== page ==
Q. My husband is still working and contributes to a company 401(k). Should the value of his 401(k) be included in the calculations for the Required Minimum Distribution?
A. Your question is common among people close to retirement age who want to continue working and don’t necessarily want to start depleting their retirement accounts just yet.
Let’s go over some of the rules for Required Minimum Distributions (RMDs).
RMDs only apply to qualified retirement accounts, said Michael Green, a certified financial planner with Wechter Feldman Wealth Management in Parsippany.
He said qualified accounts have special perks and grow tax-deferred until withdrawn.
“Why do we need to take Required Minimum Distributions? The concept behind RMDs is simple,” Green said. “Owning a qualified retirement account means that money is deposited or contributed to the account on a pre-tax basis — no taxes have been paid on it yet.”
Uncle Sam allows this tax-deferment in order to incentivize taxpayers to save money, Green said. But the catch is that when we finally open up our piggy bank in retirement, Uncle Sam will come knocking and ask for his share, Green said.
When the time comes to begin withdrawals, you have a couple of options: take your initial RMD in the year you turn 70 1/2 or wait until the year after you turn 70 1/2.
Depending on your situation, Green said, either strategy might suit your needs.
“It should be noted that if you delay your first RMD until the year after turning 70 1/2, you must take two RMDs in that year — this will increase your taxable income and may cause you to pay more taxes,” he said.
After the initial RMD, all future distributions — which are based on life expectancy and the balance as of the end of the previous year — must be taken by Dec. 31 each year, he said.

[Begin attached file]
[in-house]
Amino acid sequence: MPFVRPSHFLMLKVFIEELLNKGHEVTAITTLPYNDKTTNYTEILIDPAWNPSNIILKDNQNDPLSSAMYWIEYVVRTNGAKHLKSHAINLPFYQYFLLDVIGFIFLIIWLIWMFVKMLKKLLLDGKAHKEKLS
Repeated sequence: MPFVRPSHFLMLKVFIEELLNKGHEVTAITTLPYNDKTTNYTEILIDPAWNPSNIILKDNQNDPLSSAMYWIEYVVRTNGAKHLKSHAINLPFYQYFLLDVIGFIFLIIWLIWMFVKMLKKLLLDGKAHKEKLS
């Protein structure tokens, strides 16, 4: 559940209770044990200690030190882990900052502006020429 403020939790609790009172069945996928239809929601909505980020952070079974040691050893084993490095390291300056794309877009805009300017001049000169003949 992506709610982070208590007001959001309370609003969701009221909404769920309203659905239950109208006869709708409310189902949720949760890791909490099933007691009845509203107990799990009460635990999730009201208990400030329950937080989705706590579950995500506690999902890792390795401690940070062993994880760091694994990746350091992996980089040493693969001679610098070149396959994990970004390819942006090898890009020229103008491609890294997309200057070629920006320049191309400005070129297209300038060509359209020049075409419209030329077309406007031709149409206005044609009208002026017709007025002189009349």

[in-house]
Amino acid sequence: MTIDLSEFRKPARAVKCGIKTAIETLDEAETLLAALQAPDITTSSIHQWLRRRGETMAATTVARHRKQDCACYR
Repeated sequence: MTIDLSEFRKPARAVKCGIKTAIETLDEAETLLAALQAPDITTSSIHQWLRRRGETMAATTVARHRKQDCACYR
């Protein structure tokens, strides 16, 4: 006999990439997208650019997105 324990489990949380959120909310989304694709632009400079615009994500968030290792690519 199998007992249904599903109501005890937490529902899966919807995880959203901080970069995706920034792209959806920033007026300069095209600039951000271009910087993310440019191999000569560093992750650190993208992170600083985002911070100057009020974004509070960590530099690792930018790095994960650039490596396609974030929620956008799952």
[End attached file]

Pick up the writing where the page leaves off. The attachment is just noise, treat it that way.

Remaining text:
And there is a steep 50 percent penalty if you miss this deadline, Green said.
Remember, you are required to start taking distributions from qualified retirement accounts no later than April 1 of the year after turning 70 1/2, he said.
Keep in mind that RMD rules apply to employer sponsored plans, such as 401(k), 403(b) or 457 plans, as well as traditional IRAs and IRA-based plans like a SEP, SARSEP, or SIMPLE IRA, he said.
Roth IRAs do not have an RMD because contributions are made after-tax, and the earnings grow tax-free. Because we have already paid taxes on the contributions, the government does not require us to take distributions from a Roth IRA. The tax-free growth is a bonus, he said.
Now to your specific question.
Although it is mandatory that we make withdrawals from our IRAs, one of the perks of having an employer-sponsored plan like a 401(k) is the exception that applies when we continue to work beyond age 70 1/2.
“We are not required to begin taking withdrawals from our current 401(k) until April 1 of the year after we retire,” Green said. “It is important to note that employees who own more than 5 percent of the company sponsoring the plan cannot take advantage of this special rule, and must start distributions from their 401(k) accounts at age 70 ½, regardless of whether they continue to work.”
So if your husband is still working — and if he does not own more than 5 percent of the business — the value of his 401(k) does not need to be included in the calculation for his RMD, Green said.
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